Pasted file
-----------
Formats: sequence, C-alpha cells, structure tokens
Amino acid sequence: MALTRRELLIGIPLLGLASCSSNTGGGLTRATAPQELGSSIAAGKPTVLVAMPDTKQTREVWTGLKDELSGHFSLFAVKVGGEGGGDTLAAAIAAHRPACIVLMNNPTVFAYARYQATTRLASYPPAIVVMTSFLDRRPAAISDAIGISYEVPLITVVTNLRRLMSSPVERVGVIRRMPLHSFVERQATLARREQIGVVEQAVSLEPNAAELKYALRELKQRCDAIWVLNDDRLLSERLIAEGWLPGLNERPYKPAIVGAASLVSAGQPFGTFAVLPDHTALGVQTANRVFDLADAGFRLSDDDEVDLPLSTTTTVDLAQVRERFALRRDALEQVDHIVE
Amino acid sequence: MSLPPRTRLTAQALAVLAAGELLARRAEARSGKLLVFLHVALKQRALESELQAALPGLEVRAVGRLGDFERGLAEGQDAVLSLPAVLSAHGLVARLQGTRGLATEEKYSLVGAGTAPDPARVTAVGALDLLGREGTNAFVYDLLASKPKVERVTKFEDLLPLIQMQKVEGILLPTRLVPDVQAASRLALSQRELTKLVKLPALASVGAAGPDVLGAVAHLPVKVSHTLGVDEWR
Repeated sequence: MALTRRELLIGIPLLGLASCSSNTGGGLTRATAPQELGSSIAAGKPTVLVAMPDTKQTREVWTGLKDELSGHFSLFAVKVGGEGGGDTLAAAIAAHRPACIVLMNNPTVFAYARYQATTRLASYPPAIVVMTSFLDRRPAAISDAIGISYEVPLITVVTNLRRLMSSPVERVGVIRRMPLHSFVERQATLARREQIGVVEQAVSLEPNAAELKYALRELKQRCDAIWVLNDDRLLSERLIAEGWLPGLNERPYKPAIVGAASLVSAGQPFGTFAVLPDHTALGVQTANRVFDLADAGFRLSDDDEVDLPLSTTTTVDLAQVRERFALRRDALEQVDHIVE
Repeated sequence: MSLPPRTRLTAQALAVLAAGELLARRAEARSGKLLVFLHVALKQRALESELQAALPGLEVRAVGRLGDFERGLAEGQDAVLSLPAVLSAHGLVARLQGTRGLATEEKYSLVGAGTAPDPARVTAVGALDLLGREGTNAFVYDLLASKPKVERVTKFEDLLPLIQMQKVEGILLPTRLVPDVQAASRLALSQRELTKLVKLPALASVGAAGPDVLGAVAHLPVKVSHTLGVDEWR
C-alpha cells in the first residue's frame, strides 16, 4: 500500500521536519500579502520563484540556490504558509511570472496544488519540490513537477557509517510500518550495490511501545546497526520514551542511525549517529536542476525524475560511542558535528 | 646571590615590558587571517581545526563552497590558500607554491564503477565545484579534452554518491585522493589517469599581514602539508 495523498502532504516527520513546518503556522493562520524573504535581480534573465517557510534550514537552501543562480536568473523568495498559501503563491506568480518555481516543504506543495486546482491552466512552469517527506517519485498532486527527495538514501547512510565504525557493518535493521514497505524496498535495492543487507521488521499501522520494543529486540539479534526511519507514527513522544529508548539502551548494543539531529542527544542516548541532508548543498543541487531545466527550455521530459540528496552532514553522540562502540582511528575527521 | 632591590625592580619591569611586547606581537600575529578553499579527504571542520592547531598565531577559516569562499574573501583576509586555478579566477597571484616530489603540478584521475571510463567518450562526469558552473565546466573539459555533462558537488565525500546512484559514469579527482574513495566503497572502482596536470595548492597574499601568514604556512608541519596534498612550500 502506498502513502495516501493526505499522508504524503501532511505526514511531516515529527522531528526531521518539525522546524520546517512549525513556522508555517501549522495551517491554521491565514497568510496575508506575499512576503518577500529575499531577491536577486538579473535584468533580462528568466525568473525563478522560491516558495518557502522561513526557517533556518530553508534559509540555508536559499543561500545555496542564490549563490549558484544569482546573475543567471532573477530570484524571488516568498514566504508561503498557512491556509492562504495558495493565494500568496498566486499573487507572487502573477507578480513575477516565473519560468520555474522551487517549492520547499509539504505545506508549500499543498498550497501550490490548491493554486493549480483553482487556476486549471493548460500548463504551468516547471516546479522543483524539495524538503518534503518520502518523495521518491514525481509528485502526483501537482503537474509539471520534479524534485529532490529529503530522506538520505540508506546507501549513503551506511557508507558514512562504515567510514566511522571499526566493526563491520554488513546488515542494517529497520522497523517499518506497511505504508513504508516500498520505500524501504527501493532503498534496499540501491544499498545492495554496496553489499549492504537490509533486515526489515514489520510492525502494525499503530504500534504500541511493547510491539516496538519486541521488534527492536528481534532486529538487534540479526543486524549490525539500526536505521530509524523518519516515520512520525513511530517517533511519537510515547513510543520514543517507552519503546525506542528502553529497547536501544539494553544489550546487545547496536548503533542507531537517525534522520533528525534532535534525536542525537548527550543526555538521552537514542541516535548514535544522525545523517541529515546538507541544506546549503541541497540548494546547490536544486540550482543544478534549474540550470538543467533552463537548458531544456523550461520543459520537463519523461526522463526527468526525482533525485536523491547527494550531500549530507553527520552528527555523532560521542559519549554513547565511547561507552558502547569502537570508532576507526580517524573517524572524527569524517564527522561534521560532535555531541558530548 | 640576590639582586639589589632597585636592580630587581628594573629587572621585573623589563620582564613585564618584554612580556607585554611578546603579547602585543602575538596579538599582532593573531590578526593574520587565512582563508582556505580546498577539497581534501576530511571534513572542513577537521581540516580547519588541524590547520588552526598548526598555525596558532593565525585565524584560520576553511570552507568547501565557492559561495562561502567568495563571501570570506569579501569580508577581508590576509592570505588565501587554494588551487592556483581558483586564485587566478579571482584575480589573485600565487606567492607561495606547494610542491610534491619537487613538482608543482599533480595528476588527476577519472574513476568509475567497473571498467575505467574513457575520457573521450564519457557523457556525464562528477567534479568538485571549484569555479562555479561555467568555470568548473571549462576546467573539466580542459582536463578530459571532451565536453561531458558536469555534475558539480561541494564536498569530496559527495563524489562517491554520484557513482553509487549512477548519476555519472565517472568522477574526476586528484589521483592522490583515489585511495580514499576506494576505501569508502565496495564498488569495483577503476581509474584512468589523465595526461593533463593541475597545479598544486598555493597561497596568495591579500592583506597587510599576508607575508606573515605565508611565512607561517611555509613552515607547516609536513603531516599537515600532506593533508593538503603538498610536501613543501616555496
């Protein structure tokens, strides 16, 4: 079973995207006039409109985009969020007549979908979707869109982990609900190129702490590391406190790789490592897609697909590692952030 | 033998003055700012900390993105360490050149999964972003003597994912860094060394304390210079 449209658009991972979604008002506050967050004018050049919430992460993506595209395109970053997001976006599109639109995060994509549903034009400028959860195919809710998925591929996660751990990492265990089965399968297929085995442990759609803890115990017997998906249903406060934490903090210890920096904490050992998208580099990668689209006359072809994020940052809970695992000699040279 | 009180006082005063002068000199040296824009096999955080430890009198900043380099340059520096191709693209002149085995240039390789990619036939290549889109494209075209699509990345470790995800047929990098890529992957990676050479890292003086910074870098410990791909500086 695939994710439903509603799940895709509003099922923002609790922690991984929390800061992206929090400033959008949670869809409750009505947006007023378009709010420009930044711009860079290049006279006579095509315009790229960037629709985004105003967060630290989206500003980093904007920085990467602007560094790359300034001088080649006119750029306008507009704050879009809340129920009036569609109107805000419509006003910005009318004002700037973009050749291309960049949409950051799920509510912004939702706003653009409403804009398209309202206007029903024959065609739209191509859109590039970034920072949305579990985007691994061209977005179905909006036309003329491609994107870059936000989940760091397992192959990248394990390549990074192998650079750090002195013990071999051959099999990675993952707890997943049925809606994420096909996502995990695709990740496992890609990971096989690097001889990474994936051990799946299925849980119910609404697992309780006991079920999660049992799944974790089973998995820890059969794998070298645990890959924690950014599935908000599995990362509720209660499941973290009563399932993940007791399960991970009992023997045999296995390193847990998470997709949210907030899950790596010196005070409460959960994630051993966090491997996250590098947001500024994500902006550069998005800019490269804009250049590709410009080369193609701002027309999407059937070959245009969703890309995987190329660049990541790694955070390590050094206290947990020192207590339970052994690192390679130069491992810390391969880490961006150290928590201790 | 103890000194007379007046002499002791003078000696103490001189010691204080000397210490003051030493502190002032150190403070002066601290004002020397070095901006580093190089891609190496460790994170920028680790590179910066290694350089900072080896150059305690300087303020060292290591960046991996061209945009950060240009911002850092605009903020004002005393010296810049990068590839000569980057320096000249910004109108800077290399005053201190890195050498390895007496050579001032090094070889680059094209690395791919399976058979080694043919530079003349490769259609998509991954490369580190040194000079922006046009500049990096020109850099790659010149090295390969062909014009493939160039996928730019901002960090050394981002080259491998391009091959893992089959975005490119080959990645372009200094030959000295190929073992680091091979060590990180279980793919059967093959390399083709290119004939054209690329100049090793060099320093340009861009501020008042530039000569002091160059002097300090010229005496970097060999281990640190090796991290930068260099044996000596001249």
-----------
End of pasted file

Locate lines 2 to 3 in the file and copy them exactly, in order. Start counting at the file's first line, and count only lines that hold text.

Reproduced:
Amino acid sequence: MALTRRELLIGIPLLGLASCSSNTGGGLTRATAPQELGSSIAAGKPTVLVAMPDTKQTREVWTGLKDELSGHFSLFAVKVGGEGGGDTLAAAIAAHRPACIVLMNNPTVFAYARYQATTRLASYPPAIVVMTSFLDRRPAAISDAIGISYEVPLITVVTNLRRLMSSPVERVGVIRRMPLHSFVERQATLARREQIGVVEQAVSLEPNAAELKYALRELKQRCDAIWVLNDDRLLSERLIAEGWLPGLNERPYKPAIVGAASLVSAGQPFGTFAVLPDHTALGVQTANRVFDLADAGFRLSDDDEVDLPLSTTTTVDLAQVRERFALRRDALEQVDHIVE
Amino acid sequence: MSLPPRTRLTAQALAVLAAGELLARRAEARSGKLLVFLHVALKQRALESELQAALPGLEVRAVGRLGDFERGLAEGQDAVLSLPAVLSAHGLVARLQGTRGLATEEKYSLVGAGTAPDPARVTAVGALDLLGREGTNAFVYDLLASKPKVERVTKFEDLLPLIQMQKVEGILLPTRLVPDVQAASRLALSQRELTKLVKLPALASVGAAGPDVLGAVAHLPVKVSHTLGVDEWR